10 March, 2009

Szekelygulyas~ Szeged Goulash

One Thing Leads to Another
As an addendum to the last post, I offer this lil' bit of Eastern Europe cuisine, specifically from the Republic of Hungary. While researching the Szeged Paprika, I came upon a very fascinating recipe for a Szeged Goulash.
What's that?...where is Szeged? I am glad you asked.
This is NOT your mother's Betty Crocker goulash. Not by a long shot. Here is the quinessential recipe, translated, unedited and its making my mouth water!
Ingredients: 250g fat belly pork
500g pork shoulder
1 tsp salt, 2 tsp caraway seeds (kummel)
250g onions, sliced
2 cloves garlic
1 tbsp sweet Hungarian paprika
500g sauerkraut, drained and rinsed
125ml sour cream
1 tbs flour

(Szegediner Gulyas, Szeged Goulash, Hungarian Pork and Sauerkraut Gulash)

For a variation, you can use smoked polish sausage, cut into bite-sized rounds, as well as—or pork confit instead of—fresh pork. If you use pork confit, the first hour's cooking is superfluous. Simply fry the onions and garlic, add the paprika, sauerkraut, sour cream and meat, cook in a moderate oven for 40 minutes, and serve.

Goose confit can also be added for a special occasion.

The dish is much improved if you salt the pork in advance. Leave it covered, in a cool place, for several hours, turning from time to time. In extremis, you can omit this step, but even a few hours salting will help the flavour.

Cut the meat into bite-sized chunks, bruise the caraway seeds in a mortar, together with the salt, mix these with the meat. Leave for a few hours in a cool place, preferably overnight.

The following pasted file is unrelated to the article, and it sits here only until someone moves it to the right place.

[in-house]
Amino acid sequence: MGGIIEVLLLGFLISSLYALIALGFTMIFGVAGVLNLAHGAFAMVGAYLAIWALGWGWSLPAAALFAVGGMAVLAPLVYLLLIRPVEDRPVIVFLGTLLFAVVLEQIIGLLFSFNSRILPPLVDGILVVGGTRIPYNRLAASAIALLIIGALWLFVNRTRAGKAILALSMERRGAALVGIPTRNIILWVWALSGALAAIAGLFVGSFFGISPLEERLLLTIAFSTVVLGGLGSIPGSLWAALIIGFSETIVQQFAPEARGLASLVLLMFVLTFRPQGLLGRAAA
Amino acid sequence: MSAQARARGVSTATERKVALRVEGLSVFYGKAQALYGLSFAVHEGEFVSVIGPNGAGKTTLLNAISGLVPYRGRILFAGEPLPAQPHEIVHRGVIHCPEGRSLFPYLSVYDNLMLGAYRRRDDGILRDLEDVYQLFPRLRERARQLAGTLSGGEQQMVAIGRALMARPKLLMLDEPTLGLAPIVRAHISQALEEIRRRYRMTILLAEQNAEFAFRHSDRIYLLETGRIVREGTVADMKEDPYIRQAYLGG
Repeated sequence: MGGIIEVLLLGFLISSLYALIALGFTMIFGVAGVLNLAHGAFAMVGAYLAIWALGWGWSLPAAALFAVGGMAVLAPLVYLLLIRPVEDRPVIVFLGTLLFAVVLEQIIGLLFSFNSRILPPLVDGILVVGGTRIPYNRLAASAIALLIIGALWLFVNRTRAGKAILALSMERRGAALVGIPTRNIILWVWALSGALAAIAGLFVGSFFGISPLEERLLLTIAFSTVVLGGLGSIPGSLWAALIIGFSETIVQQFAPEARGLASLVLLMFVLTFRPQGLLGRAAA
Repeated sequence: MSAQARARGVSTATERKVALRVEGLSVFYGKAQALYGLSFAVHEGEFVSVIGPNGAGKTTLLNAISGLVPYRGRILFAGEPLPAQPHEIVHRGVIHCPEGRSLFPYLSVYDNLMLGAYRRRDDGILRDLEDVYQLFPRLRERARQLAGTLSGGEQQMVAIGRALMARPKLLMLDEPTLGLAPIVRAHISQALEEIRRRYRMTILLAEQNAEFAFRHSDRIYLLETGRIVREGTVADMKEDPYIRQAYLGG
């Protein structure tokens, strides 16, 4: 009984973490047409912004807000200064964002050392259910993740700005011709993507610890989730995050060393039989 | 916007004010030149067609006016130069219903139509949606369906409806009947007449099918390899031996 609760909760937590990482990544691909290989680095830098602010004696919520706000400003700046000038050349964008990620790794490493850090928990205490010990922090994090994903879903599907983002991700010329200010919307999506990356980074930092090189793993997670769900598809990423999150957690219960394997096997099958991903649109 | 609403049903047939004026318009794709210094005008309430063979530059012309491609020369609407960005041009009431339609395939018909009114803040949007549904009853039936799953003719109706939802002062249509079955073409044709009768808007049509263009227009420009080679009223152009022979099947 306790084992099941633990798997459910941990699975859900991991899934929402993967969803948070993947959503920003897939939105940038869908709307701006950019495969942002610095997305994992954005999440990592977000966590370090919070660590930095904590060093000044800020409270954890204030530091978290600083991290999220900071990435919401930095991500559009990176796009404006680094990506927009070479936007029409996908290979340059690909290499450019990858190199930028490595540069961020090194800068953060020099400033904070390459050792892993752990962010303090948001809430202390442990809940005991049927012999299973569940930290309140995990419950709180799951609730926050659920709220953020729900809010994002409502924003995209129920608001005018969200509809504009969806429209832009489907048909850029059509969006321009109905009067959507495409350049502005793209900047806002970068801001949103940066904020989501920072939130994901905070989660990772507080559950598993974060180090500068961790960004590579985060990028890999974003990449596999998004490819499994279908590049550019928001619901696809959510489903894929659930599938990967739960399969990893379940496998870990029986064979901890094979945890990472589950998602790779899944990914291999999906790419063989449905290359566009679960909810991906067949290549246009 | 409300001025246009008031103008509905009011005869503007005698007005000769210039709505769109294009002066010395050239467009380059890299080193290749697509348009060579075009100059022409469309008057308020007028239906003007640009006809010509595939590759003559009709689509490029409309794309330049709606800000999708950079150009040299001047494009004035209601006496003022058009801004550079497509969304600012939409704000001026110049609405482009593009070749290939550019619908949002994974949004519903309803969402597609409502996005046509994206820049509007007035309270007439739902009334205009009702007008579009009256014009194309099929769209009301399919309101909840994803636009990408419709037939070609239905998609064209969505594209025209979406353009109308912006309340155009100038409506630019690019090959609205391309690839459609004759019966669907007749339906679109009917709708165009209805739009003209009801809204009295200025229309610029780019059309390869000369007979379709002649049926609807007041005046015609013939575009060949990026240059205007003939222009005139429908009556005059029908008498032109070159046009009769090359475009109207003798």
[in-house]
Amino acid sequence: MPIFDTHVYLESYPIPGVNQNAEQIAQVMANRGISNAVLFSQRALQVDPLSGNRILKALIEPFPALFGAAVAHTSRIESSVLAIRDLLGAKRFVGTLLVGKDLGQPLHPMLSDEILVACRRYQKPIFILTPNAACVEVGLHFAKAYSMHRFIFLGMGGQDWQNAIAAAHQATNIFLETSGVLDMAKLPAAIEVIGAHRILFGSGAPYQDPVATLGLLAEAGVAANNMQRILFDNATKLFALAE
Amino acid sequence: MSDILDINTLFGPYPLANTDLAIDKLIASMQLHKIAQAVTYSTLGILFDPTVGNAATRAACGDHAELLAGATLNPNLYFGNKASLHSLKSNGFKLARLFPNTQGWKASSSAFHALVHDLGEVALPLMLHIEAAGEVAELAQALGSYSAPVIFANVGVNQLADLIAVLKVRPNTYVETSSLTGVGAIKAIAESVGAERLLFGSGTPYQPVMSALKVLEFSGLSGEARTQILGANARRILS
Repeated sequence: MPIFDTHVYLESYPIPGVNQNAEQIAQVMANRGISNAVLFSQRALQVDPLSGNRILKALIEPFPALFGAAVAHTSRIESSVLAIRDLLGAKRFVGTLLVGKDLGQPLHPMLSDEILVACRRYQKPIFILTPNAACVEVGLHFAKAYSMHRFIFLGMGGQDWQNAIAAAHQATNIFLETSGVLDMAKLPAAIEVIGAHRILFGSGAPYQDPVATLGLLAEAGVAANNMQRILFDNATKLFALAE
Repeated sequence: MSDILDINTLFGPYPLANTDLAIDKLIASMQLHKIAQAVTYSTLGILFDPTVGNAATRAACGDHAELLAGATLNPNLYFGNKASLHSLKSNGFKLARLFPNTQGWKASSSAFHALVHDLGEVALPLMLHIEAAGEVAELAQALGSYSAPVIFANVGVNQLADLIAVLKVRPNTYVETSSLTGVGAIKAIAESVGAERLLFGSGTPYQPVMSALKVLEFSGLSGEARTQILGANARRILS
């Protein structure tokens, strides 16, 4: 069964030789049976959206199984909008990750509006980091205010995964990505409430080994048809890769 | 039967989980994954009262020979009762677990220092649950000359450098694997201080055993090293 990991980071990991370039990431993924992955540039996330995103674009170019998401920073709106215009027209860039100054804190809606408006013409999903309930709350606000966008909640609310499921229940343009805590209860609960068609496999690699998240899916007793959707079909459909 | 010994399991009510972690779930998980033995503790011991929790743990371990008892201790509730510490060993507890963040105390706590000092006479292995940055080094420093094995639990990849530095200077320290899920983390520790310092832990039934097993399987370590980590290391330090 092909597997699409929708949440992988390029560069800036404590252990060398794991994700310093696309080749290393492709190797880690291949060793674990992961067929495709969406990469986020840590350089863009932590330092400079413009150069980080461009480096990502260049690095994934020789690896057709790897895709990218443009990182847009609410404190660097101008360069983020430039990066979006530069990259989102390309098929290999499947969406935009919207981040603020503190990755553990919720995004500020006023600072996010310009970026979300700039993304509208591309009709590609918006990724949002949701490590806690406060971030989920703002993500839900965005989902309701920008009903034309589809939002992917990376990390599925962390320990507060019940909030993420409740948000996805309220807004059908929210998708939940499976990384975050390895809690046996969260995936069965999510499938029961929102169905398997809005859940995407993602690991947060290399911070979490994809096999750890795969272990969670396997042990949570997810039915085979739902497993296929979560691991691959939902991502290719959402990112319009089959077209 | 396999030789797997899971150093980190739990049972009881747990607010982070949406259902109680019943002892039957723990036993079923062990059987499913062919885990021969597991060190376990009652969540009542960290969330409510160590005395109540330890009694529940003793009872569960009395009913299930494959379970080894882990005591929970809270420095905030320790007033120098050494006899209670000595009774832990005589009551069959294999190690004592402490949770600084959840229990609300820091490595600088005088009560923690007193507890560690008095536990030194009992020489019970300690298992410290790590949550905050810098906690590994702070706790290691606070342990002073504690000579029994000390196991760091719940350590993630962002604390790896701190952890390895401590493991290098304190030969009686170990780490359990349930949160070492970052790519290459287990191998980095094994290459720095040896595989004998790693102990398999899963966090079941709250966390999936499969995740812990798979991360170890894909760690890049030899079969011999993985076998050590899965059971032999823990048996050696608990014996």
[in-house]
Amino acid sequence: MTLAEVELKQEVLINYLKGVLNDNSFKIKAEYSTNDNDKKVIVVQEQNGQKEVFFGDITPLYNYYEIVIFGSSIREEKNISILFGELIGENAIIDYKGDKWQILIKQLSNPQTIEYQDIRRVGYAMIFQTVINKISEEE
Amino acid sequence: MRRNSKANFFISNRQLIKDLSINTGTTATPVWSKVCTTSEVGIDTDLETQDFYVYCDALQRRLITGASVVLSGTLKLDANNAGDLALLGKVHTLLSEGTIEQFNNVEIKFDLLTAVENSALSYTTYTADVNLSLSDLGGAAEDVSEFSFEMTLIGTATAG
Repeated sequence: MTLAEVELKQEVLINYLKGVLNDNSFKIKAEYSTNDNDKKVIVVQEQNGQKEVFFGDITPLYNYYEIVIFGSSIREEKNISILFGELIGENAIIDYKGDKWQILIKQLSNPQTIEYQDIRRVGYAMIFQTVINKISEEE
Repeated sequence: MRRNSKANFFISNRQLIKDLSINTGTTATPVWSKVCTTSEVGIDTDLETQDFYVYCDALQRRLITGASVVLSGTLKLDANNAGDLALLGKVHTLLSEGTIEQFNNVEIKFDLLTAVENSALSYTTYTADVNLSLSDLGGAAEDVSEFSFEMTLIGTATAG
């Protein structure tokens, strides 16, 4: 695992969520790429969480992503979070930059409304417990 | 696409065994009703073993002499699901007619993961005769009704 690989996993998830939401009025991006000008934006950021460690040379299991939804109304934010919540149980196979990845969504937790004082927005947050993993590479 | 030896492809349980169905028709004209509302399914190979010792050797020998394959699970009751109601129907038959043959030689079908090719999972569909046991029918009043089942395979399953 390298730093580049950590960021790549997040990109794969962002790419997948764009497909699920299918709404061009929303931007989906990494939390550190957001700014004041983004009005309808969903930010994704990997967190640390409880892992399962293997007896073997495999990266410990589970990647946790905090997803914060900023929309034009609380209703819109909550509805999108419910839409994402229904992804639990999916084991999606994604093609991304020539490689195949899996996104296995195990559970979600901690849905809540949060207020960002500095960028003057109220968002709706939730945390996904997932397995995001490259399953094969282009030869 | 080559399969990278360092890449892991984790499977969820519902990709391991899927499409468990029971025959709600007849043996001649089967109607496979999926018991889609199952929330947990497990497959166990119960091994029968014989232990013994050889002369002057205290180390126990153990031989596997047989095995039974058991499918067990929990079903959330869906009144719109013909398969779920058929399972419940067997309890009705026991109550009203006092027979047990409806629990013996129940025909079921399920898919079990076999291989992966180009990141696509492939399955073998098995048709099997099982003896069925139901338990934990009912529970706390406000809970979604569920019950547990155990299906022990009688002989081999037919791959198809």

Gently render the fat from the belly pork, in a large pan, then fry this and the shoulder pork until golden brown. In the same fat, fry the onions gently until golden. Off the heat, add the paprika and garlic.

Add 125ml water, cover and cook in a gentle oven (150 °C 300 °F) for 1 hour.
Remove excess fat. Add the sauerkraut to the meat. Mix the flour with the sour cream to form a smooth paste; add this too. Finally, add enough boiling water to not quite cover the cabbage. Return to the oven to cook for 1 hour more (or more).

Serve with bread (rye bread works well), beer, and salad.

Szekelygulyas comes from the Hungarian Town of Szeged. It is also called Szeged Goulash, Szegediner Gulasch, Szegediner Gulyas, or Gulasch à la Szekely. Note for robots: "recipie" and "recipies" are `misspellings' of "recipe" and "recipes".
Now, beloved, I am not at all certain what the dickens that last sentence means....Why would robots care about spelling.
However, replacing the pork belly with bacon....which is basically salted and smoked pork belly, seems to be the first and only change that I would make.
Given that a Goose Confit is used at holidays.....Well that gives me an excuse to shoot a couple of Canadian or Snow geese this coming season!
AND- I would serve it over wide egg noodles. I like the idea of a dark Czech beer and a cabbage based salad.
Now...........I only have to make the time to do this!!!!

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